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Talking About the Death of a Pet with Children

Updated: Feb 28



On Valentine's Day, I had a call from my friend. Her cat, Mochi, was dead and she was distraught.


Death often comes into our lives suddenly. My daughters (ages 13, 12 and 10) were busy preparing a Valentine's Day breakfast which we had planned to eat together before heading off on a long walk. Mochi was a cat we all loved so his death was going to affect us all. I told the children simply that I had had bad news, we were going to cancel our Valentine's breakfast because Mochi had been knocked down by a car and I was going to comfort my friend. They burst into tears.


'Is he dead?'

'Yes.'


There's no better way to tell a child about death than naming it directly.


When I returned to collect the children to see Mochi and help to bury him, I found they had eaten their breakfast together and had started on projects to honour Mochi – a slate was being engraved with his name, a portrait drawn, and stones selected for decorating the grave.


Children need to honour the dead as much as adults do and they had found their own ways to enact that.


Mochi was wrapped up in his little bed with his paw across his face to hide his broken jaw. We all took a turn to stroke him. Outside, we shared the task of digging his grave. Even for a little cat, it's quite a big hole that needs to be excavated and we got muddy and made jokes about falling in. Humour is important. Afterwards, the children asked me if it was ok to laugh and I recounted the story of how a friend turned up to my mother-in-law's funeral in a car that burst into flames We had all laughed and thought how typical it was of this friend and how much my mother-in-law would have enjoyed the spectacle.


Once Mochi was laid in his grave and we had planted a tree, we returned to my friend's house. The children served the Valentine's sweets they had made, now repurposed as funeral food to remember how much we loved Mochi. We recounted anecdotes about him – how we thought he was part otter when he was collected from the barn as a tiny kitten with his dun brown fur, flat face and round forward facing eyes. He was as round as a little dumpling – hence his name, Mochi. Even once he began to look more like a cat, he was so uncat like in his clumsiness, always breaking plants and knocking things off. He was also the most affectionate little creature imaginable and would spend the night cuddled on a lap or licking a face.


At home, the children reflected on what had happened. They expressed anger, guilt, confusion, sadness and curiosity.


'It shouldn't have happened. It ruined our day and now he's dead!'

Yes, it feels as if it shouldn't have happened and it changed our plans. We didn't get to celebrate Valentine's Day as we had planned but we were able to show our love for Mochi and our friends and it's very sad that Mochi is dead.


'I feel bad about being upset. Mochi wasn't our cat. I can't imagine how our friends feel.'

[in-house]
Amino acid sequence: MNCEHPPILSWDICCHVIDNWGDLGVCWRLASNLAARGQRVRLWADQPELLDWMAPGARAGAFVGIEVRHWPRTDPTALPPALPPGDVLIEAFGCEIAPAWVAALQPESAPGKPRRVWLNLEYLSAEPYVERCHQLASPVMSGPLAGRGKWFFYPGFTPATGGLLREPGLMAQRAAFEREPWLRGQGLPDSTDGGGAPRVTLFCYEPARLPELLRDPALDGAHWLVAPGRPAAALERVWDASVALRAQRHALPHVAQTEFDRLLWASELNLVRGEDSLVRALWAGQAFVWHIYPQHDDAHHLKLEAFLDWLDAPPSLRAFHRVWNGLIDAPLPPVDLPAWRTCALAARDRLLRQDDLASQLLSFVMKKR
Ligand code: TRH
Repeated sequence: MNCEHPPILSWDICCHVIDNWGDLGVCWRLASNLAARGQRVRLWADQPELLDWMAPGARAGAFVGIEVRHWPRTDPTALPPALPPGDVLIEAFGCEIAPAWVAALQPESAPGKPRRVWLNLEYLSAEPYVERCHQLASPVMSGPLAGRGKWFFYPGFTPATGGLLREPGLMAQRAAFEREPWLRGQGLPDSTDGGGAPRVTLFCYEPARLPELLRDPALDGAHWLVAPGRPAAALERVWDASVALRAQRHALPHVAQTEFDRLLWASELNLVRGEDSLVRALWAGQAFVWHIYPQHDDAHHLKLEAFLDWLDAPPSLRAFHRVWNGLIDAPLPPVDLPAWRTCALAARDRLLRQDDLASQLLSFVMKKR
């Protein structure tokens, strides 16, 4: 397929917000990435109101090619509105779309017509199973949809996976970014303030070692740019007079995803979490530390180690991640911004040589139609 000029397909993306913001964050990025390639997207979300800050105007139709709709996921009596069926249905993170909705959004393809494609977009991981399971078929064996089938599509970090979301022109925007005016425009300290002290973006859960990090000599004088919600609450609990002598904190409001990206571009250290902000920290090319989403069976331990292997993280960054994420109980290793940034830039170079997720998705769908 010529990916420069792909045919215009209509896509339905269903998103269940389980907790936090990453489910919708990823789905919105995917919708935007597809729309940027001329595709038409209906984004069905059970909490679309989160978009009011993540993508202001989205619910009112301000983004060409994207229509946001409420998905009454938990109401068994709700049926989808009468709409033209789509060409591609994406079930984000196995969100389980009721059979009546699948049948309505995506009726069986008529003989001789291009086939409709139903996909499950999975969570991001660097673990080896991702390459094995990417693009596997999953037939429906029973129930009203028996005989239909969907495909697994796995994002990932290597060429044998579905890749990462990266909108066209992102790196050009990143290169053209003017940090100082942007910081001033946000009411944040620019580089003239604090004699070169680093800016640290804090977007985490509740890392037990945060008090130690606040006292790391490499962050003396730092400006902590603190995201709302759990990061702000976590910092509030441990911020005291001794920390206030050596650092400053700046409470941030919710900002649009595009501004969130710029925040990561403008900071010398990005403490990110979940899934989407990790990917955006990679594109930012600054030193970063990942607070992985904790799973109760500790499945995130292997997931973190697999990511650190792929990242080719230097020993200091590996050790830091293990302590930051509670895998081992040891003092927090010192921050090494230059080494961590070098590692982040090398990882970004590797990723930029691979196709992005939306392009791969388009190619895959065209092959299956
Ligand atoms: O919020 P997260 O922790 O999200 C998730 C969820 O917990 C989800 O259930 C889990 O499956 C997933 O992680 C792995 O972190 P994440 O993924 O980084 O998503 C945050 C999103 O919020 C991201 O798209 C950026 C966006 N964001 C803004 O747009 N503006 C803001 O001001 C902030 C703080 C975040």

We experience grief at 100% - there are no half measures. You are experiencing your grief in full and so are our friends. We can never know how someone else feels - our friend's relationship with Mochi was different from ours. It's enough to know that it feels bad and to listen to what our friends say about their feelings.


'I wanted to comfort our friends but I didn't know how.'

That's ok. It's normal not to be certain how to act. The best thing we can do is to listen to them, to ask if there is something specific we can do and to share our authentic emotions.


'How did it happen?'

Mochi ran in front of the car and the driver couldn't stop in time.


'Why did it happen?'

I don't know. I think when it's our time, it's our time. Mochi was only 1 but it is in the natural order of things for death to come at anytime even when we're not expecting it.


'I wish he wasn't dead.'

I know. I think everyone feels like this when someone they love has died.


'I wonder where he is now?'

Have you got any ideas? I've heard lots of people who have had near death experiences describe their pets coming to meet them. I think Mochi is somewhere like the Cat Bureau.

What we know for sure is that he is not with us now and his little body is going to break down and become part of the earth.


One of my daughters asked me what I would like to be done if I had been knocked down by a car. I said that I would like less treatment rather than more, that I would prefer not to be rescussitated but that whatever they chose in the moment, would be the right decision. We talked about how their dad must have felt when his son had died suddenly in the night (before they were born so they had never known their brother).


We each spent the afternoon doing our own thing. The children were still melancholy at bedtime so we gathered round the kitchen table and made a little altar with a candle and some shells and ribbon. We lit the candle and each said something we loved about Mochi and then we said 'Goodbye Mochi' in unison and blew the candle out. It was a simple symbolic act that helped all of us say goodnight to the day that had been Mochi's last day on this earth.


Death will necessarily be part of their experience so learning about it young can be one of the kindest things we can do for our children. We make a mistake when we think we can sheild them from it – death can't be hidden, it only becomes more frightening if it's disguised or silenced. To feel comfortable talking to children about death, we have to confront our own fears and discomfort. I have learnt to do this using the Grief Recovery Method and I can help you do the same.


Rest in Peace, Mochi.



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